WHO ARE THE PARTIES IN A GRANDPARENT VISITATION CASE? PART TWO

April 18, 2012 § 1 Comment

In an earlier post we talked about how critical it is under the grandparent visitation statutes to join the natural parents.

The COA in Bolivar v. Waltman, decided April 3, 2012, raised the issue on its own and tossed out the appeal, vacating the trial court judgment in the process.

The natural parents of two minor children were divorced in 2006. The mother got custody and the father had visitation. In 2008, the Waltmans, who were maternal grandparents, got guardianship of the children due to both parents’ substance abuse. Initially the Waltmans afforded Bolivar, the paternal grandmother, the same every-other-weekend visitation that her son had enjoyed. Over time, however, the Waltmans began to curtail the time they allowed Bolivar, and she filed suit against the Waltmans in Jones County Chancery Court asking to be restored the full extent of her son’s visitation. The natural parents were not made parties.

Following a hearing the trial court granted Bolivar the same visitation that her son had under the original divorce judgment, and the Waltmans appealed.

In his opinion for the court, Judge Maxwell said:

¶6. Although neither party raises the issue of jurisdiction, we must do so on our own initiative. E.g., Michael v. Michael, 650 So. 2d 469, 471 (Miss. 1995) (citing Common Cause of Miss. v. Smith, 548 So. 2d 412, 414 (Miss. 1989); Cotton v. Veterans Cab Co., 344 So. 2d 730, 731 (Miss. 1977); Byrd v. Sinclair Oil & Refining Co., 240 So. 2d 623 (Miss. 1970)). Whether the chancery court had jurisdiction over a particular matter is a question of law, which the appellate court reviews de novo. In re Guardianship of Z.J., 804 So. 2d 1009, 1011 (¶9) (Miss. 2002) (citing Burch v. Land Partners, L.P., 784 So. 2d 925, 927 (¶7) (Miss. 2001)).

¶7. Mississippi Code Annotated section 93-16-5 establishes the necessary parties to a proceeding for grandparent visitation:

All persons required to be made parties in child custody proceedings or proceedings for the termination of parental rights shall be made parties to any proceeding in which a grandparent of a minor child or children seeks to obtain visitation rights with such minor child or children; and the court may, in its discretion, if it finds that such visitation rights would be in the best interest of the child, grant to a grandparent reasonable visitation rights with the child.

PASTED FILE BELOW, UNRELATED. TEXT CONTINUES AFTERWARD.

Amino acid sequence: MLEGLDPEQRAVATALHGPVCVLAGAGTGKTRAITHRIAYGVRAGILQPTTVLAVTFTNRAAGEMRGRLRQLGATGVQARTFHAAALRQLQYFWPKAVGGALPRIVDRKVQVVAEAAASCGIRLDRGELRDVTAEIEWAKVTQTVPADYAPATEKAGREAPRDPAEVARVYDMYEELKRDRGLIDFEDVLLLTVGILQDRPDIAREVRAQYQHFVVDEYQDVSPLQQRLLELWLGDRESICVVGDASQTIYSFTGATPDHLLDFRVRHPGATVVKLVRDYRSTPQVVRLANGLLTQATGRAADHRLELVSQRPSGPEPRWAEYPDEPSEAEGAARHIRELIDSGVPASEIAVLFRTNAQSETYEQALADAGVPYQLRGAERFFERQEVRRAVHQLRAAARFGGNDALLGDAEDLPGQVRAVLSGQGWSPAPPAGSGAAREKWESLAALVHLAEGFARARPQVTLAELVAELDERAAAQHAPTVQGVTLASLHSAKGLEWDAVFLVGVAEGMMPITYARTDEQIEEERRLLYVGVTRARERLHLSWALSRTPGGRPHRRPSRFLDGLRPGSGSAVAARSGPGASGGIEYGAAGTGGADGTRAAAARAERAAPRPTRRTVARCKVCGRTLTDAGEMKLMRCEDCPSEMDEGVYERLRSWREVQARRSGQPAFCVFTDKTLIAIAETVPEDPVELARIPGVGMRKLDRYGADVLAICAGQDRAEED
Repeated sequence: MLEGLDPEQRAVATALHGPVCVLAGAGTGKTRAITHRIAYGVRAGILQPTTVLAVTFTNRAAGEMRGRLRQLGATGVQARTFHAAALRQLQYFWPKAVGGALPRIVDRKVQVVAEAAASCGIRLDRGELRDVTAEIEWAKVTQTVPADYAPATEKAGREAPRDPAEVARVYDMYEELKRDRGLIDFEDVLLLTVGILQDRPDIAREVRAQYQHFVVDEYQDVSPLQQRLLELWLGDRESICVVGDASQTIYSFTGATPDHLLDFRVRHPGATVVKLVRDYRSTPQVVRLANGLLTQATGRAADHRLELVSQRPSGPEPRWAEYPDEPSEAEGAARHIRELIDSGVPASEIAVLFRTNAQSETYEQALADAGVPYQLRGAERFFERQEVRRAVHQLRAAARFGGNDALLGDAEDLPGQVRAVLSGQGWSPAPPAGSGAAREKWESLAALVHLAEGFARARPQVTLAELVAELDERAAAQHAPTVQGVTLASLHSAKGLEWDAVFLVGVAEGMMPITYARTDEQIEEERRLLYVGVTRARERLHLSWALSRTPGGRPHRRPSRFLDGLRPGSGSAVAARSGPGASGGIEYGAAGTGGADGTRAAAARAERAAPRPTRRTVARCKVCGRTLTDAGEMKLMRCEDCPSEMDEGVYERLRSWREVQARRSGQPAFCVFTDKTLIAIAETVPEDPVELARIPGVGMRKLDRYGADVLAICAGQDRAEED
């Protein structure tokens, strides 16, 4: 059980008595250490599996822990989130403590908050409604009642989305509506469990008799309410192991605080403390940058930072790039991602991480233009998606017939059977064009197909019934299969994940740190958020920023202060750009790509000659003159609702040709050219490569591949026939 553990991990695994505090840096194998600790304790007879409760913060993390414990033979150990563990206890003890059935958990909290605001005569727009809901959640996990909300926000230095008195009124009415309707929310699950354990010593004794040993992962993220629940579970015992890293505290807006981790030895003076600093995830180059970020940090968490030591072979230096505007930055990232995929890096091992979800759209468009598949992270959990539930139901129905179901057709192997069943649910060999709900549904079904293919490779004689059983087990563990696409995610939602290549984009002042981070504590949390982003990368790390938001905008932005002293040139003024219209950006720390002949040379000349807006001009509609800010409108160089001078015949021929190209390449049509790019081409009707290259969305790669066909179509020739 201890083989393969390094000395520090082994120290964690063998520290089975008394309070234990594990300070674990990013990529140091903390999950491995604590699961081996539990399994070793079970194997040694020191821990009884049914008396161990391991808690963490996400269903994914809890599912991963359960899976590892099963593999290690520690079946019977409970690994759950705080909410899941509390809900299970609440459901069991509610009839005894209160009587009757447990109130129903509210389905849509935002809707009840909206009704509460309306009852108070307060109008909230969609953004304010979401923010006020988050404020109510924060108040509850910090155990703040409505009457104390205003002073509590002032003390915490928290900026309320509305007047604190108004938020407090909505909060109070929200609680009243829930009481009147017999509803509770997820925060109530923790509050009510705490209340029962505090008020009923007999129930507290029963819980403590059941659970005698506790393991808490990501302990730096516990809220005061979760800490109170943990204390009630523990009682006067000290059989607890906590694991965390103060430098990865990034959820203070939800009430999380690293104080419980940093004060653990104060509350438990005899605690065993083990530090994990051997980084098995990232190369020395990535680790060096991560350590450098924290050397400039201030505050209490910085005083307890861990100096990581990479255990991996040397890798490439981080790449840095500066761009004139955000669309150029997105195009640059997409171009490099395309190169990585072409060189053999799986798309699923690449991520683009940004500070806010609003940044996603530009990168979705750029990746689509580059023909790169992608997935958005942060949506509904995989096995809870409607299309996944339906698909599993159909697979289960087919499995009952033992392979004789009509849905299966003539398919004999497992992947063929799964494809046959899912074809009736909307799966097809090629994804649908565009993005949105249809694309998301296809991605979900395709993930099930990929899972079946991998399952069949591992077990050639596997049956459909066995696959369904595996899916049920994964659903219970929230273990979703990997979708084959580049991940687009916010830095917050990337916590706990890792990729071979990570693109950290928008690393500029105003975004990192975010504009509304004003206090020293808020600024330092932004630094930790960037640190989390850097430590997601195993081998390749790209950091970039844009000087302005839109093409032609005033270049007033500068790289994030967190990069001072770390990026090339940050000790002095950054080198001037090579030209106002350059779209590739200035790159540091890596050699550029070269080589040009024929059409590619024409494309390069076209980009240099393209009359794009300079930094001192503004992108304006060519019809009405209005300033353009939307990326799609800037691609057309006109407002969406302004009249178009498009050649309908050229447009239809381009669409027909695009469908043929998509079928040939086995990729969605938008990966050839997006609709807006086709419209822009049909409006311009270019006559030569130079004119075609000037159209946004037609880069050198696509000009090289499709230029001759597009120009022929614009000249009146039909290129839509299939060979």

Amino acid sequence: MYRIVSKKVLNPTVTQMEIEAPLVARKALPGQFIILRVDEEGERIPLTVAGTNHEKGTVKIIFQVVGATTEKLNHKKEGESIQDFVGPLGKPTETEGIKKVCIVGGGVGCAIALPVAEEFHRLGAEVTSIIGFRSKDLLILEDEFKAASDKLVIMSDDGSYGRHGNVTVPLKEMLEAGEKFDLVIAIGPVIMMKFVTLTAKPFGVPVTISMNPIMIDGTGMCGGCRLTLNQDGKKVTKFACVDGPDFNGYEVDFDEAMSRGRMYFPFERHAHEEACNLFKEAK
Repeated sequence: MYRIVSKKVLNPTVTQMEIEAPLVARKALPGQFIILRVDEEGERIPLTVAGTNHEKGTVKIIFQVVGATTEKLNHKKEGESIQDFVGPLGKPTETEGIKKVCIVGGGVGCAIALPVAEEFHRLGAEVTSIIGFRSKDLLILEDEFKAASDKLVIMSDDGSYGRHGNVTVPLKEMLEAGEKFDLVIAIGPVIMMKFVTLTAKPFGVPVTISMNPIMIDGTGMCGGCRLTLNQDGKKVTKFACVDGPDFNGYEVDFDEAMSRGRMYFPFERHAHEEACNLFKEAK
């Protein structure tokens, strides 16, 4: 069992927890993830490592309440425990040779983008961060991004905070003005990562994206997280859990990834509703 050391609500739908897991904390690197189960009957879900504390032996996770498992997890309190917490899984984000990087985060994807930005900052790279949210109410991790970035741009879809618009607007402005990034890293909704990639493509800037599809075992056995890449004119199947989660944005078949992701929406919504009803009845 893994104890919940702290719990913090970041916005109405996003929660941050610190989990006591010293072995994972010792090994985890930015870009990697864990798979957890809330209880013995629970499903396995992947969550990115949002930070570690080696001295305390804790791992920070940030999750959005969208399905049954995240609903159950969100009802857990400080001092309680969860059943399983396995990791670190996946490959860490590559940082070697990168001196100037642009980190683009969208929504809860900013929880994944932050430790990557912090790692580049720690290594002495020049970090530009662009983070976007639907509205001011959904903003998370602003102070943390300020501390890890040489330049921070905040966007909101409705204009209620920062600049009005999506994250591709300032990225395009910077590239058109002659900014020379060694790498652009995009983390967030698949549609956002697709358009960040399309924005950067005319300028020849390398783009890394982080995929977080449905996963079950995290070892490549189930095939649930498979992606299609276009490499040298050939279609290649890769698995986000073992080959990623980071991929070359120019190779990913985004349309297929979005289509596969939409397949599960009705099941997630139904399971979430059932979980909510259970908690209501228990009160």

(Emphasis added). Section 93-15-107(1) lists as necessary parties in an action to terminate parental rights: “the mother of the child, the legal father of the child, and the putative father of the child, when known[.]” Miss. Code Ann. § 93-15-107(1) (Rev. 2004). Likewise, we find these same parties are also indispensable in a custody determination. See Miss. Code Ann. § 93-27-205 (Rev. 2004) (requiring service of process on “any parent whose parental rights have not been previously terminated” in interstate custody disputes); see also generally Deborah H. Bell, Bell on Mississippi Family Law § 19.01[3] (2005); cf. Smith v. Watson, 425 So. 2d 1030 (Miss. 1983) (finding a third-party with custody of a child is a proper party to a custody dispute between parents but not a necessary party).

¶8. We find section 93-16-5’s mandate clear and unambiguous that the natural parents whose parental rights have not been terminated must be parties to a grandparent-visitation proceeding. And we conclude that the requirement for the joinder of necessary parties in section 93-16-5 is jurisdictional. See Garrett v. Bohannon, 621 So. 2d 935, 937-38 (Miss. 1993) (holding similar mandatory “shall” language in Mississippi Code Annotated section 91-7-25 (Rev. 2004), which establishes necessary parties to will contest, is a jurisdictional requirement); In re Estate of McClerkin, 651 So. 2d 1052, 1058 (Miss. 1995) (holding trial court lacked jurisdiction over will contest because “necessary and proper parties were not before the court.”) (citations omitted). As the supreme court similarly found in Garrett, we find that to give validity and credence to the trial court’s judgment without joinder of necessary parties would undermine the legislative mandate in section 93-16-5. Garrett, 621 So. 2d at 937.

The court vacated the judgment and remanded the case to the chancery court for further proceedings.

Earlier this year, an astute lawyer raised the non-joinder of a natural parent as a defense in a grandparent visitation case and stopped a trial in my court dead in its tracks. To be honest, had he not raised the issue, I would have gone ahead with the trial simply because I had no reason to read the statute. If I had granted visitation, as the learned chancellor did in Bolivar, I guess it would have been reversible on the same ground.

As a practitioner, don’t rely on your rusty memory of the ins and outs of the code sections you are relying upon when you bring an action. Read the code. And, for Pete’s sake, don’t just blindly do a cut and paste job on the last similar set of pleadings you filed back in 2008. Code sections get amended. Case law changes things. Read the code. Stay current. Produce a quality product for your client that can’t be overturned.

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